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how to maintain aspect ratio when creating PDF (Acrobat Pro 8.1.0)

Oct 21, 2009 7:37 AM

The company I work for relies heavily on PDF creation of banners, ad units and various elements that have set aspect ratios.  The clients tend to need to see "exact sizes" when viewing the PDF, however there tends to always be an upscaling of aspect ratios when creating the PDFs.

 

For example, an ad unit might be 300x600.  No matter what program I create the files in (ie Fireworks, Photoshop, all currently CS3) when I create the PDF and compare it with the native file the ratio is larger, even when you set the page view to 100%.  75% seems to show something close but we need to have an exact representation - so the 300x600 unit would be 300x600 in Acrobat.

 

Is there a way to constrain the aspect ratio while creating a PDF?  When I checked out the options (during multiple file creation there isn't many options to choose from).

 

Any suggestions are welcome.  Thanks!

 
Replies
  • Currently Being Moderated
    Oct 21, 2009 8:17 AM   in reply to Bit Crusher

    I'm not sure what you're asking but:

     

    Photoshop maps the PPI of the image to your screen resolution when viewing at actual size (100%). So if the file is 300 PPI and your monitor is 90 PPI the image is enlarged 333.3% (300 / 90)

     

    If you view the Photoshop PDF in Acrobat it (tries) to show the actual size of the file. To view aspect ratio you would need to zoom to 333.3%

     

    Under Prefs: Page display you can set a custom zoom preference (magnification). You may or may not want to do this because it affects the files you open.

     

    You can set a specific zoom for an individual file. File: Properties: Initial View and you can set a custom magnification. Then anyone else who has the zoom preference "Automatic" will see this particular file at the specified zoom.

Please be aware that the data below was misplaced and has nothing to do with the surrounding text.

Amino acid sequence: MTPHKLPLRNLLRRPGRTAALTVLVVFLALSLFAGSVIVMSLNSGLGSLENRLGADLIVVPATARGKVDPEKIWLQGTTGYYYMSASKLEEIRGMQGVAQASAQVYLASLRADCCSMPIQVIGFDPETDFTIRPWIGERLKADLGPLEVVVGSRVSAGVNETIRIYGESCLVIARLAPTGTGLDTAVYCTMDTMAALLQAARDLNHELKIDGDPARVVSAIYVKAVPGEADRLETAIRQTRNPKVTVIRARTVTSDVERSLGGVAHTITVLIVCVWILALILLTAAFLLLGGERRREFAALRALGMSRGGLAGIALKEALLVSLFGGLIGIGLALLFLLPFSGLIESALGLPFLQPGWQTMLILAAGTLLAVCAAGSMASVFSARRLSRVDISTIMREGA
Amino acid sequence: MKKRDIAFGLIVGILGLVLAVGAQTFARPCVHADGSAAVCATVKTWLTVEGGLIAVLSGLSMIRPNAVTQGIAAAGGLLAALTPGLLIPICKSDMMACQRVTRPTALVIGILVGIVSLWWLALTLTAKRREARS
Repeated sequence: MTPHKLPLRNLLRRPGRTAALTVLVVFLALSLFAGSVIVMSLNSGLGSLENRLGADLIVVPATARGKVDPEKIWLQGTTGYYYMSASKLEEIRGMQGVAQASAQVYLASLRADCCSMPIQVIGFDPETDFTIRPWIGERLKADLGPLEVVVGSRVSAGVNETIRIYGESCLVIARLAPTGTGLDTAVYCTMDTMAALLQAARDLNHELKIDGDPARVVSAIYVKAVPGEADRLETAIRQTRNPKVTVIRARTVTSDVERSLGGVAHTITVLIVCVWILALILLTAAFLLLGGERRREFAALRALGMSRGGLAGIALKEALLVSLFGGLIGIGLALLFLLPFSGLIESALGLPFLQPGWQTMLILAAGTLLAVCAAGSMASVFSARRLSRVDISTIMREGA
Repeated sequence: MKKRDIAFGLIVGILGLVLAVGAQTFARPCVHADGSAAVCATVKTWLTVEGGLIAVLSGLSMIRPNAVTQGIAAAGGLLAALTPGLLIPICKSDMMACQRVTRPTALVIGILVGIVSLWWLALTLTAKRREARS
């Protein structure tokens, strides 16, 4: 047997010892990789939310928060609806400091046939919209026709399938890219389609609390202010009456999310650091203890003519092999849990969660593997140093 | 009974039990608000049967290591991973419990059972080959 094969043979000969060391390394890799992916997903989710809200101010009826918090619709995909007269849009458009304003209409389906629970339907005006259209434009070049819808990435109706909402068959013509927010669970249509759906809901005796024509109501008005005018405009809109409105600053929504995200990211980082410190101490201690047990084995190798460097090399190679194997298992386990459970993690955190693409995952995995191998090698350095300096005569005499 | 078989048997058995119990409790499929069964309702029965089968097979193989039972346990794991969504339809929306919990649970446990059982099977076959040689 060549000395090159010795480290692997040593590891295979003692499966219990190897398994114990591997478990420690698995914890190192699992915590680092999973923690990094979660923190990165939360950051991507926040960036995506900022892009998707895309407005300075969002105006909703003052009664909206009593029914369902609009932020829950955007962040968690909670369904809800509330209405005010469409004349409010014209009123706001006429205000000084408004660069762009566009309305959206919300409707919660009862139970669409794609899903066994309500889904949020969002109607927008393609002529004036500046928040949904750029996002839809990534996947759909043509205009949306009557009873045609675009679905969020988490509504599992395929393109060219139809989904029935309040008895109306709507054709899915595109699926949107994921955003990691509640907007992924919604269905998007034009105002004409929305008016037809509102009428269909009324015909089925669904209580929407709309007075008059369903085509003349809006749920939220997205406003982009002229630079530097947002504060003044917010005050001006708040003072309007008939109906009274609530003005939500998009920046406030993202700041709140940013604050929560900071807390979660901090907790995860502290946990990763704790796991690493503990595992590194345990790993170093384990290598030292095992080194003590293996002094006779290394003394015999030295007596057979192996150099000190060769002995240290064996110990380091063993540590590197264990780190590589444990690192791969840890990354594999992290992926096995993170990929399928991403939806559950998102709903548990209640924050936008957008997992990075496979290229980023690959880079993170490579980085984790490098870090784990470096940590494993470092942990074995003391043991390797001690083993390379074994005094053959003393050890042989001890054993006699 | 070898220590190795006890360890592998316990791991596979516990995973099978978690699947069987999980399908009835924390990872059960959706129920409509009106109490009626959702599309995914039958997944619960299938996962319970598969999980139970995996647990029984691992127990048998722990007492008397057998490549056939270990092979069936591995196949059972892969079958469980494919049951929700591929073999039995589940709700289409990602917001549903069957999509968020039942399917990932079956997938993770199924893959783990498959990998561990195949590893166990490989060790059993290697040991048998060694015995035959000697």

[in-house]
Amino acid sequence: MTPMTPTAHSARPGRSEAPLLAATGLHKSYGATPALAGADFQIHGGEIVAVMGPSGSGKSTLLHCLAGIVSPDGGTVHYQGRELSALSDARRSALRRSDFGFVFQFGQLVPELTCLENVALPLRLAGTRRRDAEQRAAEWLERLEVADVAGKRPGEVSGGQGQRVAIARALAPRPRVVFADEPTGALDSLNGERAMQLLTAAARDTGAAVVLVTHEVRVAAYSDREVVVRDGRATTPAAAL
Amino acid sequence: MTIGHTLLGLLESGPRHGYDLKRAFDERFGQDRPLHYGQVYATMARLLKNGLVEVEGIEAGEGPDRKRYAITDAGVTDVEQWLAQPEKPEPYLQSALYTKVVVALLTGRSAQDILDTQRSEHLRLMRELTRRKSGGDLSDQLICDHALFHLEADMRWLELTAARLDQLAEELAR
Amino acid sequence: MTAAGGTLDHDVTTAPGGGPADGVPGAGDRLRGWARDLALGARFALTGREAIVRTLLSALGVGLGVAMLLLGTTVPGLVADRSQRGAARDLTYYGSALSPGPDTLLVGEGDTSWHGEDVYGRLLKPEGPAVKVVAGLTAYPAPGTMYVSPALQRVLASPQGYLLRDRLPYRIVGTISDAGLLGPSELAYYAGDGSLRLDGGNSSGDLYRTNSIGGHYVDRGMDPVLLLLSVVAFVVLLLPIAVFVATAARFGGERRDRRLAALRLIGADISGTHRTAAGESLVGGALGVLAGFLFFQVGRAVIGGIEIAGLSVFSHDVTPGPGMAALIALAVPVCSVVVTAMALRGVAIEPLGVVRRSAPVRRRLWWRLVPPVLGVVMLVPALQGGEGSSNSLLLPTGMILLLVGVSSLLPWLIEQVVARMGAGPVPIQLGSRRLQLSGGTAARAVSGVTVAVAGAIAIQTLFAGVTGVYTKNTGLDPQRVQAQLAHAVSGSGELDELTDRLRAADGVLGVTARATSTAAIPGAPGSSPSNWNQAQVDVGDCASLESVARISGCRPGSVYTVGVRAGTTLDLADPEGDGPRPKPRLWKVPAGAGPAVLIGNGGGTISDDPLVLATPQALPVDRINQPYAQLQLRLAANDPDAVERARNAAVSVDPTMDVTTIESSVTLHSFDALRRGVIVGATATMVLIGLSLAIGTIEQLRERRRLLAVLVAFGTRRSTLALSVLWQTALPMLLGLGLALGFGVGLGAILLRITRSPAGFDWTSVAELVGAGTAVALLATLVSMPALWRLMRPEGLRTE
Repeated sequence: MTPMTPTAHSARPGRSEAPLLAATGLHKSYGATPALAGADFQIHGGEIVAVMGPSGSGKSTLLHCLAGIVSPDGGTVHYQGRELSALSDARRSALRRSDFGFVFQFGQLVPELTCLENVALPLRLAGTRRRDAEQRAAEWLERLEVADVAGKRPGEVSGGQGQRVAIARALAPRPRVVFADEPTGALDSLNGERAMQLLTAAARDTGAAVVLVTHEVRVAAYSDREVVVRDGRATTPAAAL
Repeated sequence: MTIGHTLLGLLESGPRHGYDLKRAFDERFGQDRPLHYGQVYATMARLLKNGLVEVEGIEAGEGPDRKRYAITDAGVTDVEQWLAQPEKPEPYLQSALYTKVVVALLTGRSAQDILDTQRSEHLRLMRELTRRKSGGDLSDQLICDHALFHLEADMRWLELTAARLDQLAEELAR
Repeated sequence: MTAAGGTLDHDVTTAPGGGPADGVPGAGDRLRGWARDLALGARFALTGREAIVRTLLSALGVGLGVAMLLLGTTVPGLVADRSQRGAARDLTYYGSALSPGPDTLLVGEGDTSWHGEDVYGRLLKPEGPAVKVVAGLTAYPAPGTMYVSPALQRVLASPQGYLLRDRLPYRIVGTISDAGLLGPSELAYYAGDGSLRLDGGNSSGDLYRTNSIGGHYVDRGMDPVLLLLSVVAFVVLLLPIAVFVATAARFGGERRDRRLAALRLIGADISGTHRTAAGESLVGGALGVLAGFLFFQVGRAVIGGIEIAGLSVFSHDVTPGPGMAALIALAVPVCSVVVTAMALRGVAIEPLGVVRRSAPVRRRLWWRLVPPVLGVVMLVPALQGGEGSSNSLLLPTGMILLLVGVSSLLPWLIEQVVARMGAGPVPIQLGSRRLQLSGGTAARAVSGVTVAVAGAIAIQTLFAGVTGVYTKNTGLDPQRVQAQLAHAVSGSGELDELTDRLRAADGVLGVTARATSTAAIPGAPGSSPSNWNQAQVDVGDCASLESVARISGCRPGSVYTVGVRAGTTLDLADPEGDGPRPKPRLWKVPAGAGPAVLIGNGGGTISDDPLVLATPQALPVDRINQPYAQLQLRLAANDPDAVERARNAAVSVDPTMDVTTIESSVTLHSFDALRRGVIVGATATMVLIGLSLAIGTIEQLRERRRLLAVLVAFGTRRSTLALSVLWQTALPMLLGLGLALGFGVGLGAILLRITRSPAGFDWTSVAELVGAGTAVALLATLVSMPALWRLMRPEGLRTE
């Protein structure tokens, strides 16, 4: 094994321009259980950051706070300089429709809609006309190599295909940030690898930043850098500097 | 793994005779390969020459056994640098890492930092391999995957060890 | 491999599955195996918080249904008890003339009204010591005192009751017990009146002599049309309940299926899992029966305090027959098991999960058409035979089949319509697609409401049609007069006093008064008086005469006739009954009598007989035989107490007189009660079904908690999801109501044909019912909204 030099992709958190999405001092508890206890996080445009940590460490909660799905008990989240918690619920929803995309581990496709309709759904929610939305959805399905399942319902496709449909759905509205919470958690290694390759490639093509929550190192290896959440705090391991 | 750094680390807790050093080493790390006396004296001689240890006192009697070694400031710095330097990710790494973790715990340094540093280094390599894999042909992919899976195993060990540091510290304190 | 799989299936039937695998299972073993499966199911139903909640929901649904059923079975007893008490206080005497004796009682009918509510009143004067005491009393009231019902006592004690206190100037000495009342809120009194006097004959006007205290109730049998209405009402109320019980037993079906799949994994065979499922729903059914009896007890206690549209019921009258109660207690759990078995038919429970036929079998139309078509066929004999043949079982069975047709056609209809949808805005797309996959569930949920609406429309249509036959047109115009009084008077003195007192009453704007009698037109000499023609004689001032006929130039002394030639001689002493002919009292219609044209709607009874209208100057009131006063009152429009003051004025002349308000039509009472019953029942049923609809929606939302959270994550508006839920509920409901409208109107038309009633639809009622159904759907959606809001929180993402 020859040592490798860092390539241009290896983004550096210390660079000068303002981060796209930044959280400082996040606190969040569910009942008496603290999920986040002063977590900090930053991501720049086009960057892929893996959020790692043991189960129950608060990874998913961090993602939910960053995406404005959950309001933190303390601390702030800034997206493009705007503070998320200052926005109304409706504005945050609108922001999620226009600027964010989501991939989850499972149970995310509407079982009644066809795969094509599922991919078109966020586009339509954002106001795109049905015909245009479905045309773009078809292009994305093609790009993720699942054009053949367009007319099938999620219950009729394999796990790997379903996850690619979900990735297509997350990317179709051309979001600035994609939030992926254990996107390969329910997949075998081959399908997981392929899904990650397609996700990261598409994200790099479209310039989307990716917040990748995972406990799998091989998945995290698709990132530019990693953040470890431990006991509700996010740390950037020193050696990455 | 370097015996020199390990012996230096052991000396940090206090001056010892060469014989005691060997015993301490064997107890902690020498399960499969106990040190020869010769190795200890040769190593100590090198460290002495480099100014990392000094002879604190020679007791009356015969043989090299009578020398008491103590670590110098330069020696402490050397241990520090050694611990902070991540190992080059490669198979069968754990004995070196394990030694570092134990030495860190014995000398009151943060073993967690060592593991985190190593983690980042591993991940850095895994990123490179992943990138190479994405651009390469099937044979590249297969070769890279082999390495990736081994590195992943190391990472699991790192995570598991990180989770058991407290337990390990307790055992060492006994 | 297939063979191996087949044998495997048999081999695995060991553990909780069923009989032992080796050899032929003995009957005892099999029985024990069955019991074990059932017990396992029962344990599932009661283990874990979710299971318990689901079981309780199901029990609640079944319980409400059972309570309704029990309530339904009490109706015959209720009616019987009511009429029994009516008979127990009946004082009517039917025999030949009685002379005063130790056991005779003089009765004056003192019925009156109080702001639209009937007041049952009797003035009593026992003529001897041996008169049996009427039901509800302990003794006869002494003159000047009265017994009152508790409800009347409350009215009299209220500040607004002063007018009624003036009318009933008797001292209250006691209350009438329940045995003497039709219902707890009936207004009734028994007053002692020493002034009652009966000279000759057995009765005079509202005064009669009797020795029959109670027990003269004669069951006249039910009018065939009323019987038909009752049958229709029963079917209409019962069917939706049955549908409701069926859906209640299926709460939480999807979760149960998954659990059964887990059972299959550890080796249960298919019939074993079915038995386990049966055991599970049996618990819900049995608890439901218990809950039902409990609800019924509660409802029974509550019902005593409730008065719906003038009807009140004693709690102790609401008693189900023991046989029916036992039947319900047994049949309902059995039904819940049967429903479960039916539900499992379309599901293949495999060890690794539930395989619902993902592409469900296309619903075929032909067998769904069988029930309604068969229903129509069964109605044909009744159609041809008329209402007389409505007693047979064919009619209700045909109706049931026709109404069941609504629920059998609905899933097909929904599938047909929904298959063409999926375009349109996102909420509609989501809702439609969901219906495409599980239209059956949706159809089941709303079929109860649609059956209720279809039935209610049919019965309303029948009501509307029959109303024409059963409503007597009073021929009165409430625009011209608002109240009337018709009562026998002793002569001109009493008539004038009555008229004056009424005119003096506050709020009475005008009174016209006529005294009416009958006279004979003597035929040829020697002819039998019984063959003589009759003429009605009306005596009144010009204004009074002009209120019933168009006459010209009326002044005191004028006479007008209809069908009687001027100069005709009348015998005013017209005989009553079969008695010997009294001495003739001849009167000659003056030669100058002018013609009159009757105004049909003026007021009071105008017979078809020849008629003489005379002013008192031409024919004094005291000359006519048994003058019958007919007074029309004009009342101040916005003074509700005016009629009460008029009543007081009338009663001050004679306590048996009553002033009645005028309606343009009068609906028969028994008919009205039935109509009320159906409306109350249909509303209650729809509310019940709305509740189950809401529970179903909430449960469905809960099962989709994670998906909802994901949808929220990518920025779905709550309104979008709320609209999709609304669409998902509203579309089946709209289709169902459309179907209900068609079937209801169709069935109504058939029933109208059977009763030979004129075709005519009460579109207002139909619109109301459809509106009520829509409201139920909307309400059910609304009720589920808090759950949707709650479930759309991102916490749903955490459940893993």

Be careful if you do this to a Photoshop PDF however. If you edit a Photoshop PDF with Acrobat, Photoshop will probably give a warning if you open the PDF in Photoshop later on to edit. A possible workflow to deal with this issue is keeping the native Photoshop working files as PSD, and just save PDF copies (treat it like an output)

     
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    Oct 21, 2009 9:01 AM   in reply to Bit Crusher

    Bit Crusher wrote:

     

    huh.  well that's just odd that acrobat would base how to display a PDF on the screen resolution.

    No, this is Photoshop behavior.

     

    To understand go to Image Size in Photoshop. Click off resample and change the width or height. When you do this, Photoshop does not change the view, and it still says 100%. The view is independent of the physical dimensions of the file, it's based on the pixels.

     

    Pixels dimensions do not specify a physical size. You need pixels per unit measurement to convey a size. A 7 megapixel image could be as small as a thumbnail or as big as a football field, it's just squares until you know the size of the squares.

     

    Acrobat, unlike Photoshop, tries to display the physical size of the file. So if it is 5" x 3" it should measure close to that when you view at 100%.